As a miner, you’re paid in Bitcoin. Bitcoin has limited uses in the real world. There are some places that accept Bitcoin, but they’re few and far apart. Most places still only accept the local currency, such as the US Dollar in the United States. For Bitcoin to become a functional currency, it would need to be heavily adopted by stores and businesses. Instead, today most places require you to convert Bitcoin into the local currency. This is called exchanging currency and usually incurs fees for the exchange. You can’t put Bitcoin into a traditional bank. You can’t use it to pay most bills. Any business wanting to remain in business would need to convert any Bitcoin received into USD or similar. The conversion fee could be 1%, 2% or up to 10% of the transaction. There might even be a separate fixed transaction fee. These fees begin to add up.

All of this reduces the value of Bitcoin. If one Bitcoin is worth $1000 (simply used as illustration), you could lose up to $100 of converting that single Bitcoin to $1000… making it worth $900. Because Bitcoin is entirely volatile, a Bitcoin worth $1000 today could be worth $100 tomorrow. For this volatility reason and because of electric and internet bills, the idea of making $7000 in passive income in a month is not even a reality. If you could receive one Bitcoin per month via mining (hint: you can’t), you might clear $7000 (assuming one Bitcoin is worth $7000 when you go to convert). Chances are, you’re likely to get far, far less than one Bitcoin per month. More likely, you’ll get maybe 1/10th (or less) of a Bitcoin in a month’s worth of computing … barely enough to cover the cost of your electric bill… assuming you immediately cash out of your Bitcoin and use that money to pay your bills.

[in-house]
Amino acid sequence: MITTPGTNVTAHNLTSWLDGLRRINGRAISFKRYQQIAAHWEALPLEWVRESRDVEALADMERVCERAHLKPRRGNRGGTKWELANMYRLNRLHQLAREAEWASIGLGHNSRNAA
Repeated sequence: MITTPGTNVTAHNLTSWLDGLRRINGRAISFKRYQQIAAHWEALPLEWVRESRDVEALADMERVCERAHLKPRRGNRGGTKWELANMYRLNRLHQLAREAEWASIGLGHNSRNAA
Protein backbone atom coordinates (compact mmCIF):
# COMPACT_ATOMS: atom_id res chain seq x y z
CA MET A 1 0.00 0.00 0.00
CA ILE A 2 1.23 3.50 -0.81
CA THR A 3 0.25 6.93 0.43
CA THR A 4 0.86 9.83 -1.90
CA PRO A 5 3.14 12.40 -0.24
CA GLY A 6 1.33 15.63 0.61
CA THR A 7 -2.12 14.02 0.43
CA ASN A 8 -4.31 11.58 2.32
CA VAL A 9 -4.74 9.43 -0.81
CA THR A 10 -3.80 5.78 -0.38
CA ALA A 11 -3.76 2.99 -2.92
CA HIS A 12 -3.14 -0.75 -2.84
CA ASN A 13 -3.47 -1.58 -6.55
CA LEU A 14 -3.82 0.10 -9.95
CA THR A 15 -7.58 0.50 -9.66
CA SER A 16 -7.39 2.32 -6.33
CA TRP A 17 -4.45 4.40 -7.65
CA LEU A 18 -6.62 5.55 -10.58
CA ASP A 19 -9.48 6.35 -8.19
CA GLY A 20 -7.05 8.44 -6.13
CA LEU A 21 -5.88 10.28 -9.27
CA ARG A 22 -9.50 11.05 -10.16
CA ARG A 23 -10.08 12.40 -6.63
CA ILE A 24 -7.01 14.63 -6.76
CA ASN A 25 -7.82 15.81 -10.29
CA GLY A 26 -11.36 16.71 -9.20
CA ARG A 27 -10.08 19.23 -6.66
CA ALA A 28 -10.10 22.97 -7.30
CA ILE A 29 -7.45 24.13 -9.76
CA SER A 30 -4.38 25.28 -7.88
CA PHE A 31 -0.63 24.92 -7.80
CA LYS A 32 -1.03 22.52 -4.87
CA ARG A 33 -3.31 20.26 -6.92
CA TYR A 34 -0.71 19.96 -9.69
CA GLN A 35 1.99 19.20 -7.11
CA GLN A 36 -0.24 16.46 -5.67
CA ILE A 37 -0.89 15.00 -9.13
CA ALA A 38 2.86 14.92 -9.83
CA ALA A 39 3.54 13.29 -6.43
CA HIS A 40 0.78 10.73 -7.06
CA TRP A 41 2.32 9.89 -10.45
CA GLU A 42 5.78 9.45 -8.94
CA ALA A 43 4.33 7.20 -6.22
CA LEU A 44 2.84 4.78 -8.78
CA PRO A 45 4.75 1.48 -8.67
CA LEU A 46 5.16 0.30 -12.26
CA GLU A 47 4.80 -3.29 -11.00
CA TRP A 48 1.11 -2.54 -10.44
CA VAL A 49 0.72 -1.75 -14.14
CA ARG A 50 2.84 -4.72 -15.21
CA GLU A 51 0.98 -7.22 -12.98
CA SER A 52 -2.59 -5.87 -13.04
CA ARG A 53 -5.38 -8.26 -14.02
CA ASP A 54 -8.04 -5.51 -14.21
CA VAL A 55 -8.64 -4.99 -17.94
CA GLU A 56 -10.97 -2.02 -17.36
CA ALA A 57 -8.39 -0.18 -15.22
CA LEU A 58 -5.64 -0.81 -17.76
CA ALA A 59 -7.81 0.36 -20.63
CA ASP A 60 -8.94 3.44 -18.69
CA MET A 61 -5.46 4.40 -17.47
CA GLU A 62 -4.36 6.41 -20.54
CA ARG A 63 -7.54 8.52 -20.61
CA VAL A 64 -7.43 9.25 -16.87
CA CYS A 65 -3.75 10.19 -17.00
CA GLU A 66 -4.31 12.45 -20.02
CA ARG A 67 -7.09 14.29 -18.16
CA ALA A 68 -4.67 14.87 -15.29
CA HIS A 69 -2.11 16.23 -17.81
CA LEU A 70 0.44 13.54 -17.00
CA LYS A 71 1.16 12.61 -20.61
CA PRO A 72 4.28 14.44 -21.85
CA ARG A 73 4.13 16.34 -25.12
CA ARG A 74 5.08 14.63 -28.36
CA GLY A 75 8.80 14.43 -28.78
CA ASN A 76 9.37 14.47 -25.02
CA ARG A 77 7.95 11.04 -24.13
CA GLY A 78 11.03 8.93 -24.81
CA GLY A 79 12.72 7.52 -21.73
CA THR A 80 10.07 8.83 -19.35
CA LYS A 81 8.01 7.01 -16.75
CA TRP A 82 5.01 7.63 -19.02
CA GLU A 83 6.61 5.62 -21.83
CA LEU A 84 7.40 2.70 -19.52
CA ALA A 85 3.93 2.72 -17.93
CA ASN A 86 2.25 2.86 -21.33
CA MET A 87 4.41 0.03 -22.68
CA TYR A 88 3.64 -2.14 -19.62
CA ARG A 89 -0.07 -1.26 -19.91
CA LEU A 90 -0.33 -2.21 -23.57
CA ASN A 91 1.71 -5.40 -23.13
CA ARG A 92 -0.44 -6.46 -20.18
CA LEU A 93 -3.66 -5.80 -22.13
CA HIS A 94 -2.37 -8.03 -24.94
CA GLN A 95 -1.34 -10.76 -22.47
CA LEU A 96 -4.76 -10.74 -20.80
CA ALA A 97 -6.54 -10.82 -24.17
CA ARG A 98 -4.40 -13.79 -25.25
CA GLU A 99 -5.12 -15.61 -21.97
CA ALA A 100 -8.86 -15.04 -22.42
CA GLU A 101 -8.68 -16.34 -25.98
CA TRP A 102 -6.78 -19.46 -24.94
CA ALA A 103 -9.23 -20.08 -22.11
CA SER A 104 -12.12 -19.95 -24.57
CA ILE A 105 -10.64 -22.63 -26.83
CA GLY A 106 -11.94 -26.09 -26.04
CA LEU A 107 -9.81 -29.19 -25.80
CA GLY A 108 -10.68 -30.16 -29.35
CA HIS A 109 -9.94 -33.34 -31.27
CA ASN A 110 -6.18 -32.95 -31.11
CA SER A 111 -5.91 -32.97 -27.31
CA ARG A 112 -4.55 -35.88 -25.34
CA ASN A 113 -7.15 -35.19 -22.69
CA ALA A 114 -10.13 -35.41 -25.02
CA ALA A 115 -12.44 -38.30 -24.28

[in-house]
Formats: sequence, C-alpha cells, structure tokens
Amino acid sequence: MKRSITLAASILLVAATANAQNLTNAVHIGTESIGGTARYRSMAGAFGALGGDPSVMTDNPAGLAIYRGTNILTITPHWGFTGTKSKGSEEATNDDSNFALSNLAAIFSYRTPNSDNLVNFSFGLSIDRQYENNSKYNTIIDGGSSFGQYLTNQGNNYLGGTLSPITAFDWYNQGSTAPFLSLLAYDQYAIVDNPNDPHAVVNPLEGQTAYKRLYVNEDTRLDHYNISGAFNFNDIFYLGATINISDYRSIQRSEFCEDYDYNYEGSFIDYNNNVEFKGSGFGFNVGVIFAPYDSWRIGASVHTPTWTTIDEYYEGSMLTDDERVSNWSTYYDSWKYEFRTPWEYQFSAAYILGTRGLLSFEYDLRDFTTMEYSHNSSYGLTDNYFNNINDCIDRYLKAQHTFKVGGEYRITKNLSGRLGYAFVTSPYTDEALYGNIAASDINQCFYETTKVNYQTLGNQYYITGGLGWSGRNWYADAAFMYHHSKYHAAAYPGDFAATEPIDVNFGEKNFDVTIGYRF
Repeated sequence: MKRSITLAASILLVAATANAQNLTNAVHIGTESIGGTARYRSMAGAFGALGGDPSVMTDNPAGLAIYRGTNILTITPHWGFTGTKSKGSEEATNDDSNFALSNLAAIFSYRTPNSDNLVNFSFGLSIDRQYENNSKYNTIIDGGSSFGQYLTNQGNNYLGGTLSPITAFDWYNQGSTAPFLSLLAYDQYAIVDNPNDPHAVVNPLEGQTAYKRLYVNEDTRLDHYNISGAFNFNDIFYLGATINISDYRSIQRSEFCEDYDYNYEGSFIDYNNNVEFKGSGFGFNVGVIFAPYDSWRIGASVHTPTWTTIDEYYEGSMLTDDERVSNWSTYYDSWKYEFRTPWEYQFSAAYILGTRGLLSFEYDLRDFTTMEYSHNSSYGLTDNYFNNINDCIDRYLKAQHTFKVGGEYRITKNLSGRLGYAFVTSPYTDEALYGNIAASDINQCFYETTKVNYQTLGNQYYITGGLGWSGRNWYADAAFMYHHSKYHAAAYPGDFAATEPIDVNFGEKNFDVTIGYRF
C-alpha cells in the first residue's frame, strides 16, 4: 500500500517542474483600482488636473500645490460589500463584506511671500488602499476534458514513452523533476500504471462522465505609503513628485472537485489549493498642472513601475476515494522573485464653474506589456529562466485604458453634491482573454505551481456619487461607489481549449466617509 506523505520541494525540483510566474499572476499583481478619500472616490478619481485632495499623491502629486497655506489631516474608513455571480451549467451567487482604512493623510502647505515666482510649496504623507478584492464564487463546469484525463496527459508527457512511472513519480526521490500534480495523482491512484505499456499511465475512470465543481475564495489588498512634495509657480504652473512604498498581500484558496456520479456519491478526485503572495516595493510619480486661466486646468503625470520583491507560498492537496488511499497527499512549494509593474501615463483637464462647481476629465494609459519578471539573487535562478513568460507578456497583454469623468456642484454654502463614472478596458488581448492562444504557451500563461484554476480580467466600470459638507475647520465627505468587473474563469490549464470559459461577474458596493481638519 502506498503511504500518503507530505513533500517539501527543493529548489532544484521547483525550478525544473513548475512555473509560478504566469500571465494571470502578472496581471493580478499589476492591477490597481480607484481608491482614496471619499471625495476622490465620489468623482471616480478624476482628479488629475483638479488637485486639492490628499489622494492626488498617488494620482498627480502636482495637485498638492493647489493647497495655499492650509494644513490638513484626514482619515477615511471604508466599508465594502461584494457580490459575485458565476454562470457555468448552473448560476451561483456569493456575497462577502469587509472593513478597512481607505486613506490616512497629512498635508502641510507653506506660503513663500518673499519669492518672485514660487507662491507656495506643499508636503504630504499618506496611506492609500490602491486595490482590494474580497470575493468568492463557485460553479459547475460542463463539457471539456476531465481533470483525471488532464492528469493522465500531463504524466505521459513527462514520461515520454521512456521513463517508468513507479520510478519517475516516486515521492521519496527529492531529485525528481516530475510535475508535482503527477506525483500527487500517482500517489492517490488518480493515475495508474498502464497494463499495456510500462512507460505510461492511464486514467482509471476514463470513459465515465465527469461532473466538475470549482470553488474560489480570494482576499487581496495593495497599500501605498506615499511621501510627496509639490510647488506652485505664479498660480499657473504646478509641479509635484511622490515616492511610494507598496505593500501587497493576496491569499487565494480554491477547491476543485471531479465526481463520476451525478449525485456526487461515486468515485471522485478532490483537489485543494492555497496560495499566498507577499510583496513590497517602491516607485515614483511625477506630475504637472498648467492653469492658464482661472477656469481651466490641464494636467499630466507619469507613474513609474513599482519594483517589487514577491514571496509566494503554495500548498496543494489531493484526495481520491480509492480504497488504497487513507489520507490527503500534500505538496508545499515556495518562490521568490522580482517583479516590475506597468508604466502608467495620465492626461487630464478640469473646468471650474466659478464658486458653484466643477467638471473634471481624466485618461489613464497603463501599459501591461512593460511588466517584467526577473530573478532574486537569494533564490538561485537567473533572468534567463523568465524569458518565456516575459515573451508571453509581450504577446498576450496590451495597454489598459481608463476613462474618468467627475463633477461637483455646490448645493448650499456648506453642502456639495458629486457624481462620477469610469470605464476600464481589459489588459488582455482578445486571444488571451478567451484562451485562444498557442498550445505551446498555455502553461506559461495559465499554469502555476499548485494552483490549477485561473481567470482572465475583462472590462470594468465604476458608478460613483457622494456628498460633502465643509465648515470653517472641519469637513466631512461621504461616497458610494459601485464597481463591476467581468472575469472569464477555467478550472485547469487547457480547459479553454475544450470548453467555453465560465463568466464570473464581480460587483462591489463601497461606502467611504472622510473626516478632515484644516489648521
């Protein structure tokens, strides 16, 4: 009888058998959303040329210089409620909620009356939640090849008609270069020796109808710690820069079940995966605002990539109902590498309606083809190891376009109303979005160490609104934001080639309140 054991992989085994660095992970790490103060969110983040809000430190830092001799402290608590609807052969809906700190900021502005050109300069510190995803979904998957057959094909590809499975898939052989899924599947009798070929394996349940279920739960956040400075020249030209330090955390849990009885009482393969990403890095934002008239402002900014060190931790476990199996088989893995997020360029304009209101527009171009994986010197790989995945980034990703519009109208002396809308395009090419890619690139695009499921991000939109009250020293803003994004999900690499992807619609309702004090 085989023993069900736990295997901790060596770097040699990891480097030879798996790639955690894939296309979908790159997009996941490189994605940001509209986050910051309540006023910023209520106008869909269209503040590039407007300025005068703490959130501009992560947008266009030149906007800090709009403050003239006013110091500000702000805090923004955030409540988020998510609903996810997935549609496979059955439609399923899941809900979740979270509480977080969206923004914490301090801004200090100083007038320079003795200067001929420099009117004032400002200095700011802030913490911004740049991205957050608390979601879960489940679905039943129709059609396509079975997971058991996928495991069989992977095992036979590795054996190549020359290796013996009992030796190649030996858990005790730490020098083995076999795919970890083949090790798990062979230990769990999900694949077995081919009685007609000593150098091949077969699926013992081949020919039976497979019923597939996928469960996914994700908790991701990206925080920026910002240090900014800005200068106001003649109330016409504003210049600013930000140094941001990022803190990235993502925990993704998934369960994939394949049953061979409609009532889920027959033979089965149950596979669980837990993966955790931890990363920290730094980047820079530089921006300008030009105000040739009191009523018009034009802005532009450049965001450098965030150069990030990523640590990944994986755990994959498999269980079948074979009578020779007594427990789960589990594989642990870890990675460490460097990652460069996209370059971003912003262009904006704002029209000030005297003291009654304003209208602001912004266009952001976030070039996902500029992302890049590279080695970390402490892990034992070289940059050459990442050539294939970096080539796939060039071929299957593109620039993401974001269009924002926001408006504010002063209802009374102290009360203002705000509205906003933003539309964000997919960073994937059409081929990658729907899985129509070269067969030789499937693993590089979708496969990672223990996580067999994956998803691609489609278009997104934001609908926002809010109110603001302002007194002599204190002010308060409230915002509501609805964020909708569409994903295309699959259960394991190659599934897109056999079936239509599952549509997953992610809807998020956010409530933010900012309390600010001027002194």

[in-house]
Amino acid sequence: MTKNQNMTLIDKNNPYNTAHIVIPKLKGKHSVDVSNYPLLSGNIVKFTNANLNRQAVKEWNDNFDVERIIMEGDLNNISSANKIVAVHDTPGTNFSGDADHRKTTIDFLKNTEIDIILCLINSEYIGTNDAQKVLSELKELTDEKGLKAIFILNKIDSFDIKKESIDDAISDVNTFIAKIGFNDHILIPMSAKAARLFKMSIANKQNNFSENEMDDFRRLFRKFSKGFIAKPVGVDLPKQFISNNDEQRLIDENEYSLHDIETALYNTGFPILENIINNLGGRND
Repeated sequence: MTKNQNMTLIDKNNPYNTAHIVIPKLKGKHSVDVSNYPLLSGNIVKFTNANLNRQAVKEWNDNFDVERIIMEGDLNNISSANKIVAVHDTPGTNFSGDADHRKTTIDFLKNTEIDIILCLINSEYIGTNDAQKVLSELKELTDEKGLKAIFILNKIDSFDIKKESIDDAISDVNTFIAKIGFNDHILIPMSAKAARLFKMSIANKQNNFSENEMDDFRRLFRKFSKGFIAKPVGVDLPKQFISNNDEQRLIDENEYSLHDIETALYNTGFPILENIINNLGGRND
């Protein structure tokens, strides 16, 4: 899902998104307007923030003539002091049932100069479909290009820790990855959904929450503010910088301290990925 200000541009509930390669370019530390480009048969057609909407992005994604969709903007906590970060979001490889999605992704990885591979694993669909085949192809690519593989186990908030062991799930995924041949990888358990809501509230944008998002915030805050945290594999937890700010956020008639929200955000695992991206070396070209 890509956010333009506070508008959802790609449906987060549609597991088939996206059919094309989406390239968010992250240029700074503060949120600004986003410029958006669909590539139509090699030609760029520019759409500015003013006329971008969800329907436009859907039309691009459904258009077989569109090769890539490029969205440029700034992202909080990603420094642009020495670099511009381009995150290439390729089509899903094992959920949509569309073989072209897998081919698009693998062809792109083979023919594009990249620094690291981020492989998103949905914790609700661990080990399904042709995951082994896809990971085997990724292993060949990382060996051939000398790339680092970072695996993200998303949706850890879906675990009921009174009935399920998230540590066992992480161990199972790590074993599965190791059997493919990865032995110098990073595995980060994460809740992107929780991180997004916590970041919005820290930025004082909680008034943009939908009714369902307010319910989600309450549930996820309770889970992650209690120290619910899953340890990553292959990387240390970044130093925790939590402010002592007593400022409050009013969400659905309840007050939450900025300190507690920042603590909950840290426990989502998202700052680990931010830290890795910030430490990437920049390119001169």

Insurance and Fraud

The US government insures bank and savings accounts from loss via the FDIC (Federal Deposit Insurance Corporation). No such governmental insurance programs cover Bitcoin (or any other cryptocurrency). Until or unless the US government issues its own digital currency and extends similar protections of the FDIC to banks storing those digital currencies, today’s decentralized cryptocurrencies are simply the “Wild West” of currency.

What “Wild West” means is that anyone who owns cryptocurrency is at risk of loss no matter what means is used to store your Bitcoin. Your coins are as secure as the weakest link… and the weakest link (among many) appears to be the wallet.

Cryptography and Security

Many crypto “banks” (though I hesitate to even call them a bank) claim high levels of security over your Bitcoin wallet. Unfortunately, your wallet is always at risk no matter where you store it. If it’s on a self-contained card on your person, that can be hacked. If it’s at a currency exchange service, like Coinbase, it can still be hacked (in a number of ways).

The problem with crypto “anything” is that (and this is the key bit of information that everyone needs to take away from cryptography) is that cryptography was designed and intended to offer transient “short term” security.